Then comes the Infinite Goodness of God, and sees the evil state and the loss and the ruin of these sheep, and sees that they cannot be won back to Him by wrath or war. So, notwithstanding they have wronged Him-for man deserves an infinite penalty for his disobedient rebellion against God-the Highest and Eternal Wisdom will not do this, but finds an attractive way, the gentlest and most loving possible to find. For it sees that the heart of man is in no way so drawn as by love, because he was created by love. This seems to be the reason why he loves so much: he was created by nothing but love, both his soul and his body. For by love God created him in His Image and Likeness, and by love his father and mother gave him substance, conceiving and bearing a son.
God, therefore, seeing that man is so ready to love, throws the book of love straight at him, giving him the Word, His Only-Begotten Son, who takes our humanity to make a great peace. But justice wills that vengeance should be wrought for the wrong that has been done to God: so comes Divine Mercy and unspeakable Charity, and to satisfy justice and mercy condemns His Son to death, having clothed him in our humanity, that is, in the clay of Adam who sinned. So by His death the wrath of the Father is pacified, having wrought justice on the person of His son: so He has satisfied justice and has satisfied mercy, releasing the human race from the hands of demons. This sweet Word jousted with His arms upon the wood of the most holy Cross, death fighting a tournament with life and life with death: so that by His death He destroyed our death, and to give us life He sacrificed the life of His body. So then with love He has drawn us to Him, and has overcome our malice with His benignity, in so much that every heart should be drawn to Him: since greater love one cannot show-and this He himself said-than to give one's life for one's friend. And if He commended the love which gives one's life for one's friend, what then shall we say of that most burning and perfect love which gave its life for its foe? For we through sin had become foes of God. Oh, sweet and loving Word, who with love hast found Thy flock once more, and with love hast given Thy life for them, and hast brought them back to Thy fold, restoring to them the Grace which they had lost!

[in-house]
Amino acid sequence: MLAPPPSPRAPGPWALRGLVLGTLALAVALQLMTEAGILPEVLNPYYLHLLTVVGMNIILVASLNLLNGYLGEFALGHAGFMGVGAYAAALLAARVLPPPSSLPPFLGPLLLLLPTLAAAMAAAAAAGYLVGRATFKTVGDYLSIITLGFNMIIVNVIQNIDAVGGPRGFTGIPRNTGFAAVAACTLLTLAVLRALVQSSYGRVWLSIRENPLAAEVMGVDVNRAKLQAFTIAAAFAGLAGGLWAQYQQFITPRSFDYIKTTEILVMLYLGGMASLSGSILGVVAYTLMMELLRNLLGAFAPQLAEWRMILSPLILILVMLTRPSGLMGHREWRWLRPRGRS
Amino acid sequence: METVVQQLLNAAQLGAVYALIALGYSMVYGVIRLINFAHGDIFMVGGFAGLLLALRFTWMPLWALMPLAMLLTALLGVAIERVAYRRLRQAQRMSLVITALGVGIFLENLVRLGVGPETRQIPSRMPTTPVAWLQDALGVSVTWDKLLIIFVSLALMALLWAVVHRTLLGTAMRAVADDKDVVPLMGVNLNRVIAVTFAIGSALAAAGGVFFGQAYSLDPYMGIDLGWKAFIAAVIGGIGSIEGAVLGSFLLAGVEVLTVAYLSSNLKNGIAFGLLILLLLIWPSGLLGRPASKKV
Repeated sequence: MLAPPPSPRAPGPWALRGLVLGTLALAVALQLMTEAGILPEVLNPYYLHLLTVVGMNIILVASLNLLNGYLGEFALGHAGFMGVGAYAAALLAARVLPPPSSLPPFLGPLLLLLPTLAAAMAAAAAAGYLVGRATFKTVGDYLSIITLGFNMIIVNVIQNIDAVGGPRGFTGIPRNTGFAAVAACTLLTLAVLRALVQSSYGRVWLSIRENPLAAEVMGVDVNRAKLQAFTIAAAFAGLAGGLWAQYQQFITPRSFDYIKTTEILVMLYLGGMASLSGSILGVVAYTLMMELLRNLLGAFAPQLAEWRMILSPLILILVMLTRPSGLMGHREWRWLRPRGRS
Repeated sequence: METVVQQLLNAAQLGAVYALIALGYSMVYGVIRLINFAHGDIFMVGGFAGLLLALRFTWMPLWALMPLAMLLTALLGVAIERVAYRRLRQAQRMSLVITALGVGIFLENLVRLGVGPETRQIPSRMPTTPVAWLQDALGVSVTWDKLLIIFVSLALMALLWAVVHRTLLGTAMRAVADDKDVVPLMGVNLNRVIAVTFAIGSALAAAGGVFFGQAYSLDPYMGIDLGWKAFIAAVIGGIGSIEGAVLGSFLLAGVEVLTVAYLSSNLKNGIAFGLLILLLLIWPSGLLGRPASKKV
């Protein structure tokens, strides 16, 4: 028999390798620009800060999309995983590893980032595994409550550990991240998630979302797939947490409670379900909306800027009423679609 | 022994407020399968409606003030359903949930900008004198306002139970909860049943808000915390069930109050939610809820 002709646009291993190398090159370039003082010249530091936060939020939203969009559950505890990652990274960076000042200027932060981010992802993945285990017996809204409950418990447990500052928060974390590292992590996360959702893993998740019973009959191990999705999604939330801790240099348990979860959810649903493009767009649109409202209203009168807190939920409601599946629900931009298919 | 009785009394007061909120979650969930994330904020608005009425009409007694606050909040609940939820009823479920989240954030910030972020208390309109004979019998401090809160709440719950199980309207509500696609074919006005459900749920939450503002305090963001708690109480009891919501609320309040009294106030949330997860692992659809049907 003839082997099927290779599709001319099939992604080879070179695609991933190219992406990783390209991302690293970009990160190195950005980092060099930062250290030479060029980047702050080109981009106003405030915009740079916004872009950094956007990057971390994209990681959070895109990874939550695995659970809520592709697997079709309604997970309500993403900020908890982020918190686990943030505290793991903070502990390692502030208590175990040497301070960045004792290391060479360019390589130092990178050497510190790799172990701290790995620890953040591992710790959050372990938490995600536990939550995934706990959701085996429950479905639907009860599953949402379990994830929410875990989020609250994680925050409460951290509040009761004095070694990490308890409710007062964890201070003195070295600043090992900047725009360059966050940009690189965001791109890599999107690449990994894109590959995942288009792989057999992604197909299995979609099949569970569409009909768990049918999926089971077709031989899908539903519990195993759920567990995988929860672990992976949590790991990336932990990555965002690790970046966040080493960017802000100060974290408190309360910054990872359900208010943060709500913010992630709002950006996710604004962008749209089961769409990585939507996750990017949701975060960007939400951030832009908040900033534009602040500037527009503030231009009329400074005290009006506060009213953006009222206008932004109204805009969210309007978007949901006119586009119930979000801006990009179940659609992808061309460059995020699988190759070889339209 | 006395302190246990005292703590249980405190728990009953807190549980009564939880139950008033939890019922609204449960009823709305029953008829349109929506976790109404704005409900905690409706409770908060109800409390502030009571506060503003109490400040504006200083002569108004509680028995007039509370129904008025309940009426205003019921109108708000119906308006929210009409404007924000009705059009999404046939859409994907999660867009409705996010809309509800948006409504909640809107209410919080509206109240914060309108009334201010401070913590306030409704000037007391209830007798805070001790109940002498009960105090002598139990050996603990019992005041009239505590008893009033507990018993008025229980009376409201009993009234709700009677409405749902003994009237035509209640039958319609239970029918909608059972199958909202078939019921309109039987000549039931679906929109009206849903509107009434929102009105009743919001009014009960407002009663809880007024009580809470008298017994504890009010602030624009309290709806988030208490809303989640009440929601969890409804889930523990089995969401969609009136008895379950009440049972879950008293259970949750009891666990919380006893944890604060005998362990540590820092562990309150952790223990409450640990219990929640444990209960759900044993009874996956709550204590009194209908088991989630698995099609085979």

Holiest sweet father of mine, I see no other way for us and no other aid to winning back your sheep, which have left the fold of Holy Church in rebellion, not obedient nor submissive to you, their father. I pray you therefore, in the name of Christ crucified, and I will that you do me this grace, to overcome their malice with your benignity. Yours we are, father! I know and realize that they all feel that they have done wrong; but although they have no excuse for their crimes, nevertheless it seemed to them that they could not do differently, because of the many sufferings and injustices and iniquitous things they have endured from bad shepherds and governors. For they have breathed the stench of the lives of many rulers whom you know yourself to be incarnate demons, and fallen into terrible fears, so that they did like Pilate, who not to lose his authority killed Christ; so did they, for not to lose their state, they maltreated you. I ask you then, father, to show them mercy. Do not regard the ignorance and pride of your sons, but with the food of love and your benignity inflict such mild discipline and benign reproof as shall satisfy your Holiness and restore peace to us miserable children who have done wrong.